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Fasting - a Tremendous Experience
For members of The Church of Jesus Christ of Latter-day Saints, we enjoy setting aside the first Sunday of every month as a significantly important day. It is the day in which we fast so that we might draw closer to the Lord.
But I remember as a new member of the church being confused about fasting. Why were we to abstain from food? Oh, and we're not supposed to drink water either? Hmmm. And how long should you fast?
So many questions I had.
Now that I've been a member of the church for some time, I've had the opportunity to study the scriptures for quite awhile. I've discovered beautiful scriptures that speak of fasting and it's beautiful purposes. I've learned much. Much of what I learned cannot be boiled down into one simple article, but hopefully I can effectively summarize a few beautiful principles about fasting.
First of all, we are asked to fast for two meals. Some people will time that down to the minute (more or less), by stating that they fast for 24 hours. Others, especially those with health issues or who need to take medicine routinely throughout the day, must vary their fast. Thus, their fast may truly be the equivalent of skipping two meals even though they may not reach a true 24 hour time table.
This brings us to the question of wisdom. Not all people can fast from eating. My daughter, due to her reflux, throws up if she goes too long without eating. The Lord expects her to use prudence and caution, just as He desires all of us to use wisdom in our daily choices. Does this mean my daughter cannot fast at all? Probably not; she just needs to make sure that she does so wisely.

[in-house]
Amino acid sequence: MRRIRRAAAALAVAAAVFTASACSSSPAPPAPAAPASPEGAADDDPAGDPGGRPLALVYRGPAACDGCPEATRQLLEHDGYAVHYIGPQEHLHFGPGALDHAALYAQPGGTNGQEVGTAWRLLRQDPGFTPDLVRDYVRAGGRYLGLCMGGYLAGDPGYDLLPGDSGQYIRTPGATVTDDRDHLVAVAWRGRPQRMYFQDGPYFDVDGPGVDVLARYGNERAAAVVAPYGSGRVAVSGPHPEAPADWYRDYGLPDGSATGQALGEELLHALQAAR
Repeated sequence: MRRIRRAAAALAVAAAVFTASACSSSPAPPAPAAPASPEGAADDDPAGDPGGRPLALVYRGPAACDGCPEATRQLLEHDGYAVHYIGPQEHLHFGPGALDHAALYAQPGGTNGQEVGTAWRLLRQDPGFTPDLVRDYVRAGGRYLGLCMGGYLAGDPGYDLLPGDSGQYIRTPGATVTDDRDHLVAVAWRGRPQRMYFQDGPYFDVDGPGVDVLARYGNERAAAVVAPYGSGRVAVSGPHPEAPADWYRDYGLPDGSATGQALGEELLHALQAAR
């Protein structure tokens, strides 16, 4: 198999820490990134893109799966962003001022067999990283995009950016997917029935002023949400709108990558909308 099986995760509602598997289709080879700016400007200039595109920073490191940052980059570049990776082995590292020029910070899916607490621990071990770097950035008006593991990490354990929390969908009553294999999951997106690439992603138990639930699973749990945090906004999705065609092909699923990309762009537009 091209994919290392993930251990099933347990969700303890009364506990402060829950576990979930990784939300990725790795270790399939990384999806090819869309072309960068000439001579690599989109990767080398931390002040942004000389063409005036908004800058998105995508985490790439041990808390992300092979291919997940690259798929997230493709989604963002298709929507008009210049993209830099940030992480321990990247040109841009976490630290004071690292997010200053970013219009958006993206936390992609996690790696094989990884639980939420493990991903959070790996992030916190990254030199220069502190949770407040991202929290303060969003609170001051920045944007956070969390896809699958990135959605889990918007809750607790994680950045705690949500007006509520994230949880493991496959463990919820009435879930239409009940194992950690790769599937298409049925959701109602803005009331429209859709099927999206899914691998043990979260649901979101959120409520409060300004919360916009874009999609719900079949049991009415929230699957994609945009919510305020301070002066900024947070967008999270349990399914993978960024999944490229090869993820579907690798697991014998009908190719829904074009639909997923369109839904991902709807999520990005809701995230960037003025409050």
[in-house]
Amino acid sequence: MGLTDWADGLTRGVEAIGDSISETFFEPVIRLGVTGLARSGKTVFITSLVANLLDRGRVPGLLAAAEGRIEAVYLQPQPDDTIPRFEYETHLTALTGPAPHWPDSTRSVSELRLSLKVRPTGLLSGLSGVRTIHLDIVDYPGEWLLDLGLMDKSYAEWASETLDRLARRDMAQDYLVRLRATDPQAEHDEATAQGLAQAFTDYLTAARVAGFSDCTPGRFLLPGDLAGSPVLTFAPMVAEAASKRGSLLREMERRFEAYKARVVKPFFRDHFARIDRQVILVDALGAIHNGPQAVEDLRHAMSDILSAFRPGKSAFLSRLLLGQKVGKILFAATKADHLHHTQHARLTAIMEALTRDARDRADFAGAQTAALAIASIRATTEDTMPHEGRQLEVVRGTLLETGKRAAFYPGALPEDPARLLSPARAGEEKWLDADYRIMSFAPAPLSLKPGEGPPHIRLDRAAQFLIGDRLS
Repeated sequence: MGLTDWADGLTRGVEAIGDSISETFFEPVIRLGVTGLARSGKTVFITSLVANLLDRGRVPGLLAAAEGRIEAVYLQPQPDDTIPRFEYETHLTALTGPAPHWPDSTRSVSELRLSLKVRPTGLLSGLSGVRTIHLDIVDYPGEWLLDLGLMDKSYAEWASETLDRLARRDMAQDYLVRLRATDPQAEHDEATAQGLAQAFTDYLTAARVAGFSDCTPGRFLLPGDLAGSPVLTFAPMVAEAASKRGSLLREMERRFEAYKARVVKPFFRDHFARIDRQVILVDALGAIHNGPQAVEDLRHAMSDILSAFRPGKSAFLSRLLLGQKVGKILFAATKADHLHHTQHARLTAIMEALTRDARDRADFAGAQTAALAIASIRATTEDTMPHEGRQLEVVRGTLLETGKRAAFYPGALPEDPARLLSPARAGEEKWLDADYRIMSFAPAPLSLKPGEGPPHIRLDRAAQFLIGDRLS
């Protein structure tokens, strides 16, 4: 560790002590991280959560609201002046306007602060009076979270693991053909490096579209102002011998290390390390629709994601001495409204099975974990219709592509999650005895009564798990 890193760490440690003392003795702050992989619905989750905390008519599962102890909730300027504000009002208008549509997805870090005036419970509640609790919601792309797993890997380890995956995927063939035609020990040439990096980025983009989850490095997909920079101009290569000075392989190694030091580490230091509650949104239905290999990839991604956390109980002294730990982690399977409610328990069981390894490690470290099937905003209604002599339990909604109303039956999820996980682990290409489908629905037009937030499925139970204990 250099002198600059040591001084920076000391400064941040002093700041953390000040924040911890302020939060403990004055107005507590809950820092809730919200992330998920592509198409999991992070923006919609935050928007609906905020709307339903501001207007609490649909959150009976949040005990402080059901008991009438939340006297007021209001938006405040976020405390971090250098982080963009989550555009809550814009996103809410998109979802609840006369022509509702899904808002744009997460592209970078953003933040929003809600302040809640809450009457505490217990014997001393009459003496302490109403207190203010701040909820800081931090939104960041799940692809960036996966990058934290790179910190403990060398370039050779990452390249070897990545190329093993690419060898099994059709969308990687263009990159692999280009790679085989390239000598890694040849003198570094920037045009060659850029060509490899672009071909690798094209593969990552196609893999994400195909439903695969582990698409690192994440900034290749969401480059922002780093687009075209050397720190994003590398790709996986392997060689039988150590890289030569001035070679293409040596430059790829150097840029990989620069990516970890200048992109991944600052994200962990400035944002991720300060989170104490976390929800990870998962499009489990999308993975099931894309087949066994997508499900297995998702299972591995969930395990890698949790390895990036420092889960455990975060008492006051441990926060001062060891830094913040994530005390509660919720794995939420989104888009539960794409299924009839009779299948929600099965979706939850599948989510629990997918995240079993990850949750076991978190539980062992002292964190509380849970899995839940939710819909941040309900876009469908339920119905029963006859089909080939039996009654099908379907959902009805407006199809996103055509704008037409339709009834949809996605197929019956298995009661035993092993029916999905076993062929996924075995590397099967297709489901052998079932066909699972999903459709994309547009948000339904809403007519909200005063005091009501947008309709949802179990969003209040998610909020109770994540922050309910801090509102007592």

Fasting generally does mean that we do not take in food or drink during the period of time we're fasting. But again, this is to be balanced in wisdom and prudence. Yet even the most "flawless" approach to fasting simply equals starving if we do not couple our fast with sincere prayer.
Praying adds depth and focus to our fast. Both together help us deepen our spiritual reserves. Add to these two entities that of scripture study, and you have a powerful day spent in the spirit.
But what if you get hungry? I personally use those hunger pains as a spiritual alarm clock. When I feel hungry, I am reminded to once again kneel (if in an appropriate place) and petition the Lord for that which I'm fasting.
Which brings me to a final point. Generally speaking, we fast either to demonstrate gratitude to the Lord or to petition something of the Lord. Thus, many people initiate their time of fasting by pondering PRIOR to the fast as to which of the two (gratitude or petition) they desire for the next fast they partake of.
Once the time comes to fast, they then begin the fast in prayer. Then during the ensuing hours, they spend quiet time studying their scriptures, praying, or serving. If, as I stated at the beginning of the article, the person's fast is during the first Sunday of the month, that person also attends their Sabbath meetings.
Fasting is an amazing way to draw ourselves closer to the Lord. And just as Jesus Christ spent His life serving God's children, that which we didn't eat during our fast we donate to the Bishop for distribution to those who are hungry amongst us. Usually, depending on the country, these fast "offerings" come in the form of cash donations. But regardless of their form, these fast offerings uplift the hungry, bringing nourishment to those who are less fortunate.
What a gift it truly is to try fasting for the first time...and every time thereafter. Not only does it help draw us closer to the Lord when we sincerely do it, fasting also benefits others when we donate the equivalent of that which we abstained from consuming. No wonder those who fast sincerely are actually grateful for the experience!
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